Women find courage when they are around other women. Sisterhood is a positive and a rewarding element of life. Being around your girlfriends, even if it’s just simply coffee and chat, this can be the best medicine in world. People who are prepared to give up their time, whether that’s in person or over the phone, you should take them up on it. I know there are days where you really cannot face it, and you don’t really want to hear about how they’ve overcome child number 3 and their potty habits. But these people are giving you their precious time because they care.
And if you are the girlfriend that is helping a sad friend, keep the chat normal… don’t let them go round and round in circles talking through the same stuff, real life shit is good medicine, it reminds them that normal life goes on!
3 – LEARN TO SWITCH YOUR MIND OFF
Everyone has their own way of doing this. For some it’s running, a spa day, hitting the gym or getting your hair done. If I need to switch my mind off, stop it racing, get my positivity back, then I head to a matinee at my local cinema.
I buy the biggest box of popcorn and I let the movie take over me. I don’t go with anyone because I don’t want the chat…. I want the darkness, the peace of being on my own and the experience itself is going to preoccupy my mind. I can’t achieve this same state of mind watching a movie at home – but I’ve never left the cinema feeling like it’s not worked. It’s my kind of happiness.
Learn to find yours, do it, don’t apologies for it – you need your own ‘switching off’ time.
4 – TALK TO SOMEONE
In the early days of my depression, I was chatting my issues through on a weekly basis to a professional… after a few months it was fortnightly and before I knew it my appointments were six weekly. Sometimes you do need to talk and it just can’t be to family and friends. Chatting issues through and looking at the problem in different ways helps you to see things much clearer. When you can see clearly, you have the control.
5 – HUG A FURRY FRIEND
My dog, Alfonso, has saved me many a day! I’ve cried all over him, I’ve squeezed every hug out of him and he still bounces back for more. I realise not everyone can have a pet or perhaps even likes to be around animals. But even a trip to the zoo where you have no contact, I am sure will give you a warm feeling, especially when that Gorilla gives you a wink whilst eating a banana! Animals are so caring and simply stroking them can really reduce your stress levels.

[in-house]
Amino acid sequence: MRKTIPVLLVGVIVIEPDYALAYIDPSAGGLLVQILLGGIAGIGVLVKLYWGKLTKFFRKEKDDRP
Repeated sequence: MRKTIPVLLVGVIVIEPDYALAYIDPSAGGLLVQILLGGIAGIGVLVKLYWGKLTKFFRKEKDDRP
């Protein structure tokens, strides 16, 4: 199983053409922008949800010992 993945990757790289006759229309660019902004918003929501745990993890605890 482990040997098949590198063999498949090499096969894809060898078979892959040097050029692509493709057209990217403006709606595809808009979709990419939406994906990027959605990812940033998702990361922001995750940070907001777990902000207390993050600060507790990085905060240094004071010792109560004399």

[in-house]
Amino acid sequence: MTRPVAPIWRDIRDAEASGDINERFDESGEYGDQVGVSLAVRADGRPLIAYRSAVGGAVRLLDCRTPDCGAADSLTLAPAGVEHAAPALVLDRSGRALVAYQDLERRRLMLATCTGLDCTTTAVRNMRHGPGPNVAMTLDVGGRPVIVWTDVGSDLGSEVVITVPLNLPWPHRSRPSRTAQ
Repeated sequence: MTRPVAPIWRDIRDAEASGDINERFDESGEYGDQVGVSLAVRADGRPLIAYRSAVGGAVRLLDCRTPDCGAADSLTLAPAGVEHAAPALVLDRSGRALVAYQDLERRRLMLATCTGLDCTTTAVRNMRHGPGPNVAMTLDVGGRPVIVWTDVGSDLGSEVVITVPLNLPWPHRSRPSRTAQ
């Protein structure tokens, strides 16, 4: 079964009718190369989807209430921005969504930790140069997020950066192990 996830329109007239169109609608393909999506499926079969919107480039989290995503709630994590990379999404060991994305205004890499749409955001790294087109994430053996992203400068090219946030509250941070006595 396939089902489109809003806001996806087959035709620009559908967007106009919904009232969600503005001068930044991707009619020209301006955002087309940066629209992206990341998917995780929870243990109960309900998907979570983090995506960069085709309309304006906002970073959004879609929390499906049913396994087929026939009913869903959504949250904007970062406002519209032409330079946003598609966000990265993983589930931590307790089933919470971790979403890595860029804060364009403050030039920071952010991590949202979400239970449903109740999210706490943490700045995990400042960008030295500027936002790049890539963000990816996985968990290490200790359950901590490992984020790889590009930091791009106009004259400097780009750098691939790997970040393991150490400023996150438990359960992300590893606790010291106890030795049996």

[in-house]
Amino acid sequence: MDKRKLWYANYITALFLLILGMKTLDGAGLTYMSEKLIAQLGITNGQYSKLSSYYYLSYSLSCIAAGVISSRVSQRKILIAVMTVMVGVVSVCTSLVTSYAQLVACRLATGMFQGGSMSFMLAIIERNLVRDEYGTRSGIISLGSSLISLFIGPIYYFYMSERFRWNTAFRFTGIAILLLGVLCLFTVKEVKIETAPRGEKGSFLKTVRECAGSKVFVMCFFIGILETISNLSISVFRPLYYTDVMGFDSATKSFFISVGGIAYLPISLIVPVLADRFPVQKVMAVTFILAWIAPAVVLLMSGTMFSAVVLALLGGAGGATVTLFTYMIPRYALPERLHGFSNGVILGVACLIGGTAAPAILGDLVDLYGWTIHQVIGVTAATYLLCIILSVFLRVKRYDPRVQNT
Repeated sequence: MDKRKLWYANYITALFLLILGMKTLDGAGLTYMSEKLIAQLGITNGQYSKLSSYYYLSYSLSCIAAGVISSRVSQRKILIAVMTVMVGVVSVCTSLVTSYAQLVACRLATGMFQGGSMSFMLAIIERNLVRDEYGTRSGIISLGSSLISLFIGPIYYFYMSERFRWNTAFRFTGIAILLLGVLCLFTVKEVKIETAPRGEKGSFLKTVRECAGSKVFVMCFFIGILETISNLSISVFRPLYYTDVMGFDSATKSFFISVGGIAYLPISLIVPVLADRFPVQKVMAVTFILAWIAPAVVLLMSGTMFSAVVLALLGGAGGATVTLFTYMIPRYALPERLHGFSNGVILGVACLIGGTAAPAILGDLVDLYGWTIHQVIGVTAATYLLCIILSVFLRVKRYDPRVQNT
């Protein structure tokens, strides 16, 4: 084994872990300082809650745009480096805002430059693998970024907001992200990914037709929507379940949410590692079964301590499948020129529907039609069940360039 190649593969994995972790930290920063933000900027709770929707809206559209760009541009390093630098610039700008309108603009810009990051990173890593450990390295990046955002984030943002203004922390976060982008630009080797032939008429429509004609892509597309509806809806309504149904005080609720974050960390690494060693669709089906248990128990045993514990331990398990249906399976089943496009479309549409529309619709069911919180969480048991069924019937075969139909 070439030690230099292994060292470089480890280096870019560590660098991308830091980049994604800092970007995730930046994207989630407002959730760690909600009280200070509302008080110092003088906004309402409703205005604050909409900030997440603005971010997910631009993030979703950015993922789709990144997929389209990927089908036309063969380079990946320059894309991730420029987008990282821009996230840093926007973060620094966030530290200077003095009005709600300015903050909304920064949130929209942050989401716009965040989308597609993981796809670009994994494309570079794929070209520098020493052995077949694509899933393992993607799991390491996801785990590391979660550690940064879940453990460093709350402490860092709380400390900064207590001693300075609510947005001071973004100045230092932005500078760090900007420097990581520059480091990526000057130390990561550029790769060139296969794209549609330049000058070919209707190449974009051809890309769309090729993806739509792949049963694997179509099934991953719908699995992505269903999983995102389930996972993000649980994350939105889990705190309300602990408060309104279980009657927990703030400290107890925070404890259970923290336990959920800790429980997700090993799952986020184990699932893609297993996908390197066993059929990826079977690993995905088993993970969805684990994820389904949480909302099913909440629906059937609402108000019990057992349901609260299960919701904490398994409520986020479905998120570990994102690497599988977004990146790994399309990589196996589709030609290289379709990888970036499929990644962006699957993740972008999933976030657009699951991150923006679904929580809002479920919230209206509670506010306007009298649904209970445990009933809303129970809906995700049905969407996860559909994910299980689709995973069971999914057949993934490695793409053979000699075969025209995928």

6 – WHO’S YOUR ICON?
A good way to get your to focus on new and different things is to find a icon, someone who inspires you. What is it about them that you love? Is it their focus and determination, their creativity, or perhaps they are charitable and it’s something you would like to do. Having one or even two icons that you admire can help you start to evaluate what is important for you. I’ve found reading or watching biographies often leave me feeling like my life is a lot easier, or it reminds me that everyone has their own problems too – and they may just give you nuggets of how they have overcome their problems.
7 – FIND YOUR ANTHEM!
My last tip is to sing! And sing at the top of your voice… with the car window down and not giving a shit. You will feel fabulous and who cares if you are not in tune!!! Or go back to your childhood, get your hairbrush out and dance and sing around your bedroom – again who gives a shit if someone sees you… I think they would be happy to see that you are HAPPY!
Two of my favourites are ‘Bitch’ by Meredith Brooks and ‘Sing your own kind of music’ by Paloma Faith. I have many more by Pink, Lady Gaga and Dolly Parton… have you noticed a link? They are all strong, independent women and who doesn’t love that!!
Depression, grieving, mental health – words people try and avoid. Don’t avoid your own. Take control by seeking help, supporting yourself and surround yourself with people who want to help you get back on track. Suffering in silence and alone will make the journey a lot harder, and longer. Owning your issues, accepting your state of mind is so powerful and can be the hardest hurdle, and as the saying goes ‘a problem shared is a problem halved!’ And I personally think a cup of tea and a chat is the best medicine ever!! (Just add cake 😉 )
All the photos in this post were taken by Sarah Rider Photography